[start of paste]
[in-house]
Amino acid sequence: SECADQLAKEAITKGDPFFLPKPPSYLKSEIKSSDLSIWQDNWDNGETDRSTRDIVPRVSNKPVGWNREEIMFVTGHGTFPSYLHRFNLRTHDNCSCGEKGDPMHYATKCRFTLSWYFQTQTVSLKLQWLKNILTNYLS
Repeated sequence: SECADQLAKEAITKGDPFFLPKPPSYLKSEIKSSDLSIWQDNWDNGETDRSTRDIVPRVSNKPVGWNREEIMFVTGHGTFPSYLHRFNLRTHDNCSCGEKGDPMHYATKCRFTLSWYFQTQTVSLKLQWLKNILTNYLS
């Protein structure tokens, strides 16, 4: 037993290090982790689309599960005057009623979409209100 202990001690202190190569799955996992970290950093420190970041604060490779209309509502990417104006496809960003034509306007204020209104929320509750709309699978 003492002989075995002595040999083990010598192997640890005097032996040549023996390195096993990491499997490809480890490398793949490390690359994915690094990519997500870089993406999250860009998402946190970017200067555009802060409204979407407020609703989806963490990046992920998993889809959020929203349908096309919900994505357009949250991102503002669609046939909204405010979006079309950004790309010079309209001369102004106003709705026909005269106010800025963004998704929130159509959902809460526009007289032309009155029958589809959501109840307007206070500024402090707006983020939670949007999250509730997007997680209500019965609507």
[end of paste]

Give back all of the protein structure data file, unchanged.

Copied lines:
[in-house]
Amino acid sequence: SECADQLAKEAITKGDPFFLPKPPSYLKSEIKSSDLSIWQDNWDNGETDRSTRDIVPRVSNKPVGWNREEIMFVTGHGTFPSYLHRFNLRTHDNCSCGEKGDPMHYATKCRFTLSWYFQTQTVSLKLQWLKNILTNYLS
Repeated sequence: SECADQLAKEAITKGDPFFLPKPPSYLKSEIKSSDLSIWQDNWDNGETDRSTRDIVPRVSNKPVGWNREEIMFVTGHGTFPSYLHRFNLRTHDNCSCGEKGDPMHYATKCRFTLSWYFQTQTVSLKLQWLKNILTNYLS
């Protein structure tokens, strides 16, 4: 037993290090982790689309599960005057009623979409209100 202990001690202190190569799955996992970290950093420190970041604060490779209309509502990417104006496809960003034509306007204020209104929320509750709309699978 003492002989075995002595040999083990010598192997640890005097032996040549023996390195096993990491499997490809480890490398793949490390690359994915690094990519997500870089993406999250860009998402946190970017200067555009802060409204979407407020609703989806963490990046992920998993889809959020929203349908096309919900994505357009949250991102503002669609046939909204405010979006079309950004790309010079309209001369102004106003709705026909005269106010800025963004998704929130159509959902809460526009007289032309009155029958589809959501109840307007206070500024402090707006983020939670949007999250509730997007997680209500019965609507």